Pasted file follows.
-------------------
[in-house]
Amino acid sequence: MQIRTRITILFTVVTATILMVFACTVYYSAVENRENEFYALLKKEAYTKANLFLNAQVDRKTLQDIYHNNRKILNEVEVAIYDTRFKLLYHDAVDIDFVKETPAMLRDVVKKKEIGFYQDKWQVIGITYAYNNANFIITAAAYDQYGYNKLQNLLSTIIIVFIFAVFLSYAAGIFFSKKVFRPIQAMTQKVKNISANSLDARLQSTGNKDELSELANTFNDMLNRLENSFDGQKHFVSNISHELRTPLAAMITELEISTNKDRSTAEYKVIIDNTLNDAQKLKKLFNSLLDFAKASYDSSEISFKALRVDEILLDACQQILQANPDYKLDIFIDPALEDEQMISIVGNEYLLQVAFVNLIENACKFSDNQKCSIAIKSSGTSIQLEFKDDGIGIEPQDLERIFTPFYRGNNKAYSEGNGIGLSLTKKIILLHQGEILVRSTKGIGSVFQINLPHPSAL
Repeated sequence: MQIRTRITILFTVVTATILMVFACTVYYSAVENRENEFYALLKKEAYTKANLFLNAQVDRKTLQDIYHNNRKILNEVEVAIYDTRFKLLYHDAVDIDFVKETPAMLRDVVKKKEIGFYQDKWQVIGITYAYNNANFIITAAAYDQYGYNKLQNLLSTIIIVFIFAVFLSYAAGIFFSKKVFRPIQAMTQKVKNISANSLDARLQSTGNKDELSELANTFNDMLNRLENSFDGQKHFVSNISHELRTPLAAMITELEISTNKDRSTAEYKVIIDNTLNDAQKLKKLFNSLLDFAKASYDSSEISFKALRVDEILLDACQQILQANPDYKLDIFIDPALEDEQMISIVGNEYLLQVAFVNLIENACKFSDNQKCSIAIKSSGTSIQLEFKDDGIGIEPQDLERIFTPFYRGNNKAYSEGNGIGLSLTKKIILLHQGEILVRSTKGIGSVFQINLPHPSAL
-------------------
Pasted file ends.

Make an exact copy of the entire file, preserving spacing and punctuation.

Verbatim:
[in-house]
Amino acid sequence: MQIRTRITILFTVVTATILMVFACTVYYSAVENRENEFYALLKKEAYTKANLFLNAQVDRKTLQDIYHNNRKILNEVEVAIYDTRFKLLYHDAVDIDFVKETPAMLRDVVKKKEIGFYQDKWQVIGITYAYNNANFIITAAAYDQYGYNKLQNLLSTIIIVFIFAVFLSYAAGIFFSKKVFRPIQAMTQKVKNISANSLDARLQSTGNKDELSELANTFNDMLNRLENSFDGQKHFVSNISHELRTPLAAMITELEISTNKDRSTAEYKVIIDNTLNDAQKLKKLFNSLLDFAKASYDSSEISFKALRVDEILLDACQQILQANPDYKLDIFIDPALEDEQMISIVGNEYLLQVAFVNLIENACKFSDNQKCSIAIKSSGTSIQLEFKDDGIGIEPQDLERIFTPFYRGNNKAYSEGNGIGLSLTKKIILLHQGEILVRSTKGIGSVFQINLPHPSAL
Repeated sequence: MQIRTRITILFTVVTATILMVFACTVYYSAVENRENEFYALLKKEAYTKANLFLNAQVDRKTLQDIYHNNRKILNEVEVAIYDTRFKLLYHDAVDIDFVKETPAMLRDVVKKKEIGFYQDKWQVIGITYAYNNANFIITAAAYDQYGYNKLQNLLSTIIIVFIFAVFLSYAAGIFFSKKVFRPIQAMTQKVKNISANSLDARLQSTGNKDELSELANTFNDMLNRLENSFDGQKHFVSNISHELRTPLAAMITELEISTNKDRSTAEYKVIIDNTLNDAQKLKKLFNSLLDFAKASYDSSEISFKALRVDEILLDACQQILQANPDYKLDIFIDPALEDEQMISIVGNEYLLQVAFVNLIENACKFSDNQKCSIAIKSSGTSIQLEFKDDGIGIEPQDLERIFTPFYRGNNKAYSEGNGIGLSLTKKIILLHQGEILVRSTKGIGSVFQINLPHPSAL